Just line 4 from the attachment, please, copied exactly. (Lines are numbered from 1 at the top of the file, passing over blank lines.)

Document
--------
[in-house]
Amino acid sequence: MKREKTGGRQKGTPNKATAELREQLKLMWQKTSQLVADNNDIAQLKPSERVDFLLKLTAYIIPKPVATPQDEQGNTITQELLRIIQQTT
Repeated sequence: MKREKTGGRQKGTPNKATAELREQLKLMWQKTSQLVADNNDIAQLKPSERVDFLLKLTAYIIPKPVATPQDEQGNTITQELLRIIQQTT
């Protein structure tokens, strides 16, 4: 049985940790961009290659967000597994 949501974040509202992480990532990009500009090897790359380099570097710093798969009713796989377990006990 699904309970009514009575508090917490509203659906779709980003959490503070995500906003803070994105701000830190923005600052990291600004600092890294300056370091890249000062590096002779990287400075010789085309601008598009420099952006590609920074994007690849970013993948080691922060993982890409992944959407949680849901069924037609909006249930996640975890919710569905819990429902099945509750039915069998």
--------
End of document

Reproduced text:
């Protein structure tokens, strides 16, 4: 049985940790961009290659967000597994 949501974040509202992480990532990009500009090897790359380099570097710093798969009713796989377990006990 699904309970009514009575508090917490509203659906779709980003959490503070995500906003803070994105701000830190923005600052990291600004600092890294300056370091890249000062590096002779990287400075010789085309601008598009420099952006590609920074994007690849970013993948080691922060993982890409992944959407949680849901069924037609909006249930996640975890919710569905819990429902099945509750039915069998």